Much has been made about President Trump’s unwillingness to agree to a peaceful transition of power should he lose to Democratic challenger Joe Biden on Tuesday.
As both campaigns head toward the finish line, the candidates have hit key areas in swing states or places to try to shore up support and hold the line. As part of the stretch run, Trump made a visit to Circleville, Ohio, and again brought the issue of a peaceful transition of power into the mix.
“They ask me, ‘If you lose, will there be a friendly transition?’ Well, when I won, did they give me a friendly transition?” Trump asked. “They spied on my campaign, they did all this stuff. That was not a friendly transition.”
To be fair, all examinations of the investigation into the Trump campaign found that it was prudent, based on the relationships some members of the campaign – who were later jailed – had with representatives of foreign adversaries. But that isn’t the point.
Regardless of who does and doesn’t support the president, it must be understood that he has been effective in shaking the public’s confidence in American institutions. The FBI. The EPA. The media. Climate change scientists. Health professionals on COVID-19. Other institutions that have stood in the way of his agenda by their mere existence.
But there is one institution the public cannot lose confidence in just because the president appears to be on the ropes in this election. And that is America’s gold standard election process.
Certainly, like all institutions, there are flaws and mistakes are made during elections. Sometimes technology inefficiencies, poor planning, human error and the like occur. But none of that should overshadow the fact that America has an election system that is among the best in the world.
Local Boards of Elections work tirelessly, not to ensure one candidate wins, or that a particular issue gets passed, of course, but to ensure all votes are counted and that each candidate at every level gets a fair shake. Are there mistakes made by election officials occasionally? Sure. Does the 2020 election present particular challenges as a result of the COVID-19 pandemic? Certainly.
But it is beyond a stretch to think that any mistakes or errors would rise to the magnitude of swaying a national election. I have faith in the people operating our local elections in southern Ohio. I have faith the results from the state of Ohio will determine the winner accurately. I have faith that America’s electoral system – despite a few expected bumps in the road – will do as it has always done … put the correct person in the White House.
Naturally, if there are races in some states that require a photo finish, the results will get challenged legally, as would be the case in any other year, particularly if the overall outcome is in question (see Florida 2000). That would not be out of bounds, but what would cross the line is a blanket dismissal of the outcome – from either candidate – based on exaggerations of the impacts of some routine irregularities that just come with the territory.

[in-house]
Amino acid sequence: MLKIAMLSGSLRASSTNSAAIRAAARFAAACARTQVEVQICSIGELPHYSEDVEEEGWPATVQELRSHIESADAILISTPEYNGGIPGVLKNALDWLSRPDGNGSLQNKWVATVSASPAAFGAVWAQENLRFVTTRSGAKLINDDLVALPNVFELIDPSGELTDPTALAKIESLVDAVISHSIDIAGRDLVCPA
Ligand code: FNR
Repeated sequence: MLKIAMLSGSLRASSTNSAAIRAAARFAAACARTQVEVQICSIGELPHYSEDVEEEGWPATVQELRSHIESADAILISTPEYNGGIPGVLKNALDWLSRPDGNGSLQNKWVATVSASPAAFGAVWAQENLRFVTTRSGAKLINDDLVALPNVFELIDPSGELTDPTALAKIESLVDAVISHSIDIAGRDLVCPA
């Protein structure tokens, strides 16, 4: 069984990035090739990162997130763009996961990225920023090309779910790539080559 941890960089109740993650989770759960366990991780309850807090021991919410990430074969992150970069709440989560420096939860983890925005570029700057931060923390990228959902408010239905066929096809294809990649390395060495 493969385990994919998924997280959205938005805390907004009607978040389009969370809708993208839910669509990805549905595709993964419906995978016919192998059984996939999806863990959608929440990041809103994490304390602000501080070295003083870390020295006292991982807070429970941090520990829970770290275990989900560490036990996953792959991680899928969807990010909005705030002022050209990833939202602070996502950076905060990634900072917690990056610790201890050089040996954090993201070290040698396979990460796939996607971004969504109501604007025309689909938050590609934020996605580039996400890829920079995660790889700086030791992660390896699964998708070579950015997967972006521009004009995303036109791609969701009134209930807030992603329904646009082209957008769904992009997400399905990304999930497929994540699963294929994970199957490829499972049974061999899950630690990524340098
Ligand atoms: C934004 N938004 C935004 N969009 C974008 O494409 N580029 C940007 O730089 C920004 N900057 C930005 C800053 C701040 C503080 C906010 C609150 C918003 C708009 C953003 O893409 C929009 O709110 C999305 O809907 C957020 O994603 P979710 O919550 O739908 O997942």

Unless there are some rare or extraordinary circumstances, the candidates should accept the results of the election and play their parts to ensure the nation moves peacefully to the next administration, whether that be Trump or Biden.
But it doesn’t stop with them.
Anxieties are high in the United States that civil unrest will occur as a result of the election. That is a sad commentary and suddenly places the U.S. in the same category as some underdeveloped countries where citizens have no faith in the outcomes of their elections.
Is that what we’ve come to? Have we now dropped to the point that we will allow the very fabric of American democracy to come into question because the incumbent is trying to undermine this institution as he has so many others?
Trump’s supporters should do their duty and go to the polls and vote for him. His detractors should do their duty and go to the polls and vote against him. But the freedoms we cherish in America – including our sacred freedom to vote – comes with responsibility.
After this election, we should all do our duty and recognize that to not have a peaceful transition of power – and to not accept a legitimate outcome regardless of who it benefits -– diminishes our standing in the world and violates our responsibilities as American citizens.
Copyright 2020 Rick Greene. Greene is an award-winning columnist and editorial writer, and the editor and publisher of Southern Ohio Today. Green can be reached at [email protected]